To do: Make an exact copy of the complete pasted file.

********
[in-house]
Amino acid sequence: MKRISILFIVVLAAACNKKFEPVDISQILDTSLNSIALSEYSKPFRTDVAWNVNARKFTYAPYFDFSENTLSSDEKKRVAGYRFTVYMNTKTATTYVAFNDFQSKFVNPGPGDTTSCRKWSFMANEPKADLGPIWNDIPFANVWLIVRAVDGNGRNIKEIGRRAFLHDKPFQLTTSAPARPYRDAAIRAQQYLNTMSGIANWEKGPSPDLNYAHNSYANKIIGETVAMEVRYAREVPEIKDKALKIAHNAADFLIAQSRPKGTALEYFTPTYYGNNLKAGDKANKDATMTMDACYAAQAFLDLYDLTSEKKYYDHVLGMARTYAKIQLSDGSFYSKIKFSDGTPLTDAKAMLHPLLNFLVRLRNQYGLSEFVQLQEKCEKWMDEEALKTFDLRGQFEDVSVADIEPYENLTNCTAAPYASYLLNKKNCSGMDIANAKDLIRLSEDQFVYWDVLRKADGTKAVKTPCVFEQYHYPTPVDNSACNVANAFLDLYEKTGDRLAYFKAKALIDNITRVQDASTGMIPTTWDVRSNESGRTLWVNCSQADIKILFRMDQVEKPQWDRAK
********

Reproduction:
[in-house]
Amino acid sequence: MKRISILFIVVLAAACNKKFEPVDISQILDTSLNSIALSEYSKPFRTDVAWNVNARKFTYAPYFDFSENTLSSDEKKRVAGYRFTVYMNTKTATTYVAFNDFQSKFVNPGPGDTTSCRKWSFMANEPKADLGPIWNDIPFANVWLIVRAVDGNGRNIKEIGRRAFLHDKPFQLTTSAPARPYRDAAIRAQQYLNTMSGIANWEKGPSPDLNYAHNSYANKIIGETVAMEVRYAREVPEIKDKALKIAHNAADFLIAQSRPKGTALEYFTPTYYGNNLKAGDKANKDATMTMDACYAAQAFLDLYDLTSEKKYYDHVLGMARTYAKIQLSDGSFYSKIKFSDGTPLTDAKAMLHPLLNFLVRLRNQYGLSEFVQLQEKCEKWMDEEALKTFDLRGQFEDVSVADIEPYENLTNCTAAPYASYLLNKKNCSGMDIANAKDLIRLSEDQFVYWDVLRKADGTKAVKTPCVFEQYHYPTPVDNSACNVANAFLDLYEKTGDRLAYFKAKALIDNITRVQDASTGMIPTTWDVRSNESGRTLWVNCSQADIKILFRMDQVEKPQWDRAK